Oil lifted by prospects of US quantitative easing
LONDON — Oil futures rose towards $111 a barrel on Tuesday, after new calls were made for further US monetary easing and on supply worries — with falling North Sea output expected in September, Middle East tensions and the Gulf of Mexico hurricane season.
Investors’ hopes that the US and China, the world’s top two oil consumers, will adopt stimulus measures to boost growth were a positive for the oil market.
Boston Federal Reserve Bank president Eric Rosengren’s calls on Tuesday in support of expanding the US central bank’s monetary policy further buoyed prices. The statements renewed expectations that a third round of quantitative easing is in the pipeline for the world’s biggest oil buyer.
China will release from Thursday a deluge of data, ranging from industrial output to investment.
Brent crude for September delivery rose $1.16 to $110.71 a barrel by 2.11pm GMT. It is the first time the oil futures have moved above $110 a barrel since mid May.
US crude firmed 54 cents to $92.74.
Further supportive economic news came from the European Central Bank (ECB), which indicated last week it may again start buying government bonds to reduce heavy Spanish and Italian borrowing costs, but details had yet to be fleshed out.
"Risk appetite is coming back to the market," said Eugen Weinberg at Commerzbank in Frankfurt. "The market is waiting for more confirmation of the overall positive trend. Expectations are so low that it is unlikely there will be a surprise to the downside."
Tight European market
Oil output from the North Sea is set to fall to a record low of 720,000 barrels per day (bpd) in September due to oilfield maintenance and natural decline, which may raise further doubts about Brent as the main global oil benchmark.
The Brent contract is based on four North Sea crude oils — Brent, Forties, Oseberg and Ekofisk. Loadings for the largest crude stream, Forties, will fall to 200,000 bpd in September from 290,000 bpd in August.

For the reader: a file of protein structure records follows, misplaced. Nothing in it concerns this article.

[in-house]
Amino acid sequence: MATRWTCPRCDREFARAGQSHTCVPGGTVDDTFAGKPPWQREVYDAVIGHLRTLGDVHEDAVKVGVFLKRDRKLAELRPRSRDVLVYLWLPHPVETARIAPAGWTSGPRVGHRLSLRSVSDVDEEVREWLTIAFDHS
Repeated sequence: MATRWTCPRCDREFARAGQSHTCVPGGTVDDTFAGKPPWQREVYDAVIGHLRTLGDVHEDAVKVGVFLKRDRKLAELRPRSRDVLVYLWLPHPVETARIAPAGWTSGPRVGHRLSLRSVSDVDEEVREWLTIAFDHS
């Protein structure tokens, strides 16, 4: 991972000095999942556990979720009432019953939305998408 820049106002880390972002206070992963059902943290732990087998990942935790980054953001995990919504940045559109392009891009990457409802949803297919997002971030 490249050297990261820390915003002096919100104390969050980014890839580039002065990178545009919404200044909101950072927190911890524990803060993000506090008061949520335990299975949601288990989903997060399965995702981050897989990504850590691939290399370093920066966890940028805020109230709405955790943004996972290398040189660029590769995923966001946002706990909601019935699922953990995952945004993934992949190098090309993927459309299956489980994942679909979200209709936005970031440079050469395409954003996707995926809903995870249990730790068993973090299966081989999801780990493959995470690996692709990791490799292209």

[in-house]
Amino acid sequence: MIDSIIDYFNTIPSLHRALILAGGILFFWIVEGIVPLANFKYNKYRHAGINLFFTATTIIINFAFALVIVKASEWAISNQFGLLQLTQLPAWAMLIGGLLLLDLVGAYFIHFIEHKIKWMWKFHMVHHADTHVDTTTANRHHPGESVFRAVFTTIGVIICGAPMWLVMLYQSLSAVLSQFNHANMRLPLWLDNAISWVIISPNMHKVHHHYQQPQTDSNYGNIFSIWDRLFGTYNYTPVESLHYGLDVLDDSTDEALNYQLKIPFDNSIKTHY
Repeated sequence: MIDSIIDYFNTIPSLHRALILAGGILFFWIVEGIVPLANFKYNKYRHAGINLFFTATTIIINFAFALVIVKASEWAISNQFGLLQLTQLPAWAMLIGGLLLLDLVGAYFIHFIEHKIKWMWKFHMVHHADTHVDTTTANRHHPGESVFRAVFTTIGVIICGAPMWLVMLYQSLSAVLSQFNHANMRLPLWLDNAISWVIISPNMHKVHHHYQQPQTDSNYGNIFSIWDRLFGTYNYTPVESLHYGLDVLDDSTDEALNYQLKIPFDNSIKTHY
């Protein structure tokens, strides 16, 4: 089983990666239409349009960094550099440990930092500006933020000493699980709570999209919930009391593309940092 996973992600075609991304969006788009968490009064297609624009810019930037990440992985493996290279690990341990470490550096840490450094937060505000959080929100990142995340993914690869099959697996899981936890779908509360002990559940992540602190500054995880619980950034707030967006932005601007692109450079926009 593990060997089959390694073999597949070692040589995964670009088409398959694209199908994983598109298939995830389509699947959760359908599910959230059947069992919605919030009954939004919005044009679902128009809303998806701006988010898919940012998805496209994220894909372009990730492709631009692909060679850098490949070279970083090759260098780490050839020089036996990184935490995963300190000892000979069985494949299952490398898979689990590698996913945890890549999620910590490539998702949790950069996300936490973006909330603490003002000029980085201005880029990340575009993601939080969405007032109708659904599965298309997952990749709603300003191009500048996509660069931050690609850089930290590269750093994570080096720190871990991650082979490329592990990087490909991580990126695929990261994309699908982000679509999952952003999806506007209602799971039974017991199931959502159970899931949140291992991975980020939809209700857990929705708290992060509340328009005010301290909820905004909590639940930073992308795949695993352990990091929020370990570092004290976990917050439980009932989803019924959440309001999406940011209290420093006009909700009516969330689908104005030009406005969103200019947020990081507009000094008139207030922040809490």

The forthcoming supply tightness has pushed the front month spread to its widest since October 2011.
The September Brent price has risen sharply above October’s, a market condition known as backwardation, which points to strong prompt demand.
Violence in Syria and Iran’s dispute with the West over Tehran’s nuclear programme continued to keep investors worried about the potential threat to oil supply from the region.
Exports of Iraqi Kirkuk were stopped over the weekend after a blast but were restarted at midday on Tuesday, according to the Kurdistan regional government, who had previously promised to contribute to flows once again in August.
Delays on the Iranian alternative had already reached nearly 20 days after the regional government stopped adding its output to the flow due to a payment dispute with the central government in Bagdhad.
"Brent has lagged behind WTI’s (US crude’s) rise but should catch up on a tightening Mediterranean market with lower North Sea loadings and the blast on the Turkish pipeline," said Tobias Merath, head of commodity research at Credit Suisse private banking.
In North America, investors were watching Tropical Storm Ernesto. US forecasters said it should strengthen into a hurricane before hitting Mexico’s tourist Yucatan peninsula but it was too early to know if it would disrupt oil and gas operations in the Gulf.
Crude stockpiles in the US were forecast down last week for a second straight time, a preliminary Reuters poll showed.
"We’ve seen a decent level of inventory draw in the US recently so an active hurricane season could take the market extremely tight," said Guy Wolf, macro strategist at Marex Spectron in London.